Grad Student Nathan Kelly values the diversity and collaboration at MSU
Nathan is pursuing a dual major Ph.D. in Horticulture and Molecular Plant Sciences. He works with Dr. Erik Runkle to study how the color of light affects leafy green growth and quality attributes, such as leaf coloration and nutritional properties.
Why did you choose Horticulture as your advanced degree?
I was applying to PhD programs in horticulture, plant biology, and plant biochemistry. I ultimately decided to pursue an advanced degree in horticulture because I felt it gave me the widest range of research options. I am interested in how environmental factors can be used to improve plant production, but I am also interested in why those environmental factors improve plant production. Horticulture allows me to do research that connects both the basic and applied aspects of a topic.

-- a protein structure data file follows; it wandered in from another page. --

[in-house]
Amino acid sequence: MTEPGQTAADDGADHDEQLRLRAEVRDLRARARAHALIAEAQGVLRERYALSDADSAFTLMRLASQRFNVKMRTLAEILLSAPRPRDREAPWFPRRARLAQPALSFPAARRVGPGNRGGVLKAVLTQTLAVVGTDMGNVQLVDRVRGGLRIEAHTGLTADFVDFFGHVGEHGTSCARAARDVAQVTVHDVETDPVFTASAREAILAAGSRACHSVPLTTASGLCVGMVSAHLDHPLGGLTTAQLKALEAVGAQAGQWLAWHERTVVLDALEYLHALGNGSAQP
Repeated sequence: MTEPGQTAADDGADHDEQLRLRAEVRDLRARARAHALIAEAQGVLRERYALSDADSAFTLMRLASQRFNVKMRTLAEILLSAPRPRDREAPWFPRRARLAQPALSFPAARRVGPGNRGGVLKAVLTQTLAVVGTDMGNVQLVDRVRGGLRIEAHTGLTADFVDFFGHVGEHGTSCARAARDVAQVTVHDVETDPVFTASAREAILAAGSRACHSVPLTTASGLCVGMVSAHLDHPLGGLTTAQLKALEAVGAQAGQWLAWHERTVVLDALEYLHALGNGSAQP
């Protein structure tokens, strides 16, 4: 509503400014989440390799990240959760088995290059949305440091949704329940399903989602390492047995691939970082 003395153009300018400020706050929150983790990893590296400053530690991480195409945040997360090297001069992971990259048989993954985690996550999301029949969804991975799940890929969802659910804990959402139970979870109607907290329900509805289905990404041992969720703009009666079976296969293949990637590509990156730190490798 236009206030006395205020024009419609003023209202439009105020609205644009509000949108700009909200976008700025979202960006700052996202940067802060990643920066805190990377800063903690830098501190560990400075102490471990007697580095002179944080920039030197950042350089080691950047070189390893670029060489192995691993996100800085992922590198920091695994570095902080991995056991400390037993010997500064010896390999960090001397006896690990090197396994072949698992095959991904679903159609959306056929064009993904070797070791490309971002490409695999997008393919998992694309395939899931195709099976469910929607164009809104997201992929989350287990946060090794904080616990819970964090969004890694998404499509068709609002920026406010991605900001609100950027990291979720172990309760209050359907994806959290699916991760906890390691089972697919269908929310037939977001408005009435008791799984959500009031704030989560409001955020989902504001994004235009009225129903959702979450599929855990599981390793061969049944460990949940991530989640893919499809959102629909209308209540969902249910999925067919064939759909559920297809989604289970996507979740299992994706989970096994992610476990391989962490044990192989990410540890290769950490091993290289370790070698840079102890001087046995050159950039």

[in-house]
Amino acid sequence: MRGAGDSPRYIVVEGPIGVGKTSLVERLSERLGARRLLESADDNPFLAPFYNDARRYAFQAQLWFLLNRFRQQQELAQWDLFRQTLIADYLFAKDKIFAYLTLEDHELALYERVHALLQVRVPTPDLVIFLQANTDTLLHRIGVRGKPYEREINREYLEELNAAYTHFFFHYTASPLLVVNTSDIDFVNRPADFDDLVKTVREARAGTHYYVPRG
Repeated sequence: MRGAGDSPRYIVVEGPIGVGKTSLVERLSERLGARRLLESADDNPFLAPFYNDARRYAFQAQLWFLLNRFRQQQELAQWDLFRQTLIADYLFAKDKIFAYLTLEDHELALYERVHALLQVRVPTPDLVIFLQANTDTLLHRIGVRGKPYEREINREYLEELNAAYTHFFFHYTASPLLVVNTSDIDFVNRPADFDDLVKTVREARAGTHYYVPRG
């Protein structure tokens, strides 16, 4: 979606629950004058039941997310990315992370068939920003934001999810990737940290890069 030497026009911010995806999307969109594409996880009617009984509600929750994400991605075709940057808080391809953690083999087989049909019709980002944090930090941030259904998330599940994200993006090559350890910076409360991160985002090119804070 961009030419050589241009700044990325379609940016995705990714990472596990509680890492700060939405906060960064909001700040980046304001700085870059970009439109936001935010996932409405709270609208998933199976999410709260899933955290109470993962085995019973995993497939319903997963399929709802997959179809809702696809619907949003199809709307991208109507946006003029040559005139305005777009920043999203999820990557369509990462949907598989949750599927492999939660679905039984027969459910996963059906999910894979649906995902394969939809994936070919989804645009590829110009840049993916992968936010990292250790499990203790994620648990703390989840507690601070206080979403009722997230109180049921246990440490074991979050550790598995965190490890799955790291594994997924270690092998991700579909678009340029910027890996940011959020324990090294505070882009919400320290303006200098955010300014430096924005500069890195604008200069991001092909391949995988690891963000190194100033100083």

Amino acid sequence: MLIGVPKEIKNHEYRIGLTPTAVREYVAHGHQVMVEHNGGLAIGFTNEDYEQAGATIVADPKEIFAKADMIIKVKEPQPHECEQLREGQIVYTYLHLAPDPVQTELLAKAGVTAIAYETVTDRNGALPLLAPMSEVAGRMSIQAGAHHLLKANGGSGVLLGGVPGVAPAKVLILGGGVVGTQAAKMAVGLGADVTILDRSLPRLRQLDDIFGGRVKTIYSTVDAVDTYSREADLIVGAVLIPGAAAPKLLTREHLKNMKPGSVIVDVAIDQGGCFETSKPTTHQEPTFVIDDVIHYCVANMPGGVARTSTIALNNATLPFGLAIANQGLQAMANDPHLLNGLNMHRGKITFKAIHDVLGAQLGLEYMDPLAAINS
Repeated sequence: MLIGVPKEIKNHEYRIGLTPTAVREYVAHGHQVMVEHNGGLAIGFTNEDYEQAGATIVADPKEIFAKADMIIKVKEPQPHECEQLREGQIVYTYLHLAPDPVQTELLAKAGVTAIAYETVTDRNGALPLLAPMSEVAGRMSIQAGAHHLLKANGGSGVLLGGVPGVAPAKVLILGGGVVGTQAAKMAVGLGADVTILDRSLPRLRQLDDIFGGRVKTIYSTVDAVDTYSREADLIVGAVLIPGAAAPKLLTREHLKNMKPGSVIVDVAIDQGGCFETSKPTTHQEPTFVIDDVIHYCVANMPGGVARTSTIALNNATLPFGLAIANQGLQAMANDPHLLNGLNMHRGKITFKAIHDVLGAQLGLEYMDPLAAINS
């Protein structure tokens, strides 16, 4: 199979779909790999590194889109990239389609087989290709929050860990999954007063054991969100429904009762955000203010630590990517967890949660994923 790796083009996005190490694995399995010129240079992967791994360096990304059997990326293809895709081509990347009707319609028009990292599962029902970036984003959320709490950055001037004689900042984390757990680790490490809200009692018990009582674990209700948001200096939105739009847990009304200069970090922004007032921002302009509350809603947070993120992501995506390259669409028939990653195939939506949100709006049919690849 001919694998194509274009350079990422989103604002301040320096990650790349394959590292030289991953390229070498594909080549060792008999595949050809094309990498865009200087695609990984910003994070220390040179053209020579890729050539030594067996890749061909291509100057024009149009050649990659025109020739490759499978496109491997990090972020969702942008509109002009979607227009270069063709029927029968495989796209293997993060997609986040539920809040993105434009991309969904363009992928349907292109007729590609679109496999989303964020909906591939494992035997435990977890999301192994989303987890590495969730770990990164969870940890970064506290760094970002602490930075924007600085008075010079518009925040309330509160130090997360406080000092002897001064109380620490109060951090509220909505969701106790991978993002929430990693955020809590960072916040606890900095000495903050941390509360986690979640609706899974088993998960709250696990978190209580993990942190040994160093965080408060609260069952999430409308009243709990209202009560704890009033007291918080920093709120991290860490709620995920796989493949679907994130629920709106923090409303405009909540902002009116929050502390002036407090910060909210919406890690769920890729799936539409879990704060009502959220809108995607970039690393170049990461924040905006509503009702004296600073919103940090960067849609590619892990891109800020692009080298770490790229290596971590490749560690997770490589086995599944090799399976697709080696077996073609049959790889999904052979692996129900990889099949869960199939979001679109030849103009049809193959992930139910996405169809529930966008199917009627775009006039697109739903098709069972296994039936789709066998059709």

What has been the best experience in grad school so far?
So far, my best experience has been getting to know and becoming friends with so many other students in our program.
What is the best selling point about horticulture and your choice to study it at MSU that you would like others to know?
I believe the best selling point for our program, and for MSU, is how helpful and willing to collaborate the faculty and students are across and within departments. I also enjoy how diverse the research in our program is. It is very helpful to talk to people with different research backgrounds and interests since they can offer a new point of view.
What are your future plans?
After graduating, I hope to continue researching some capacity. Right now, I would like to earn a faculty position at a university, but I am open to most options.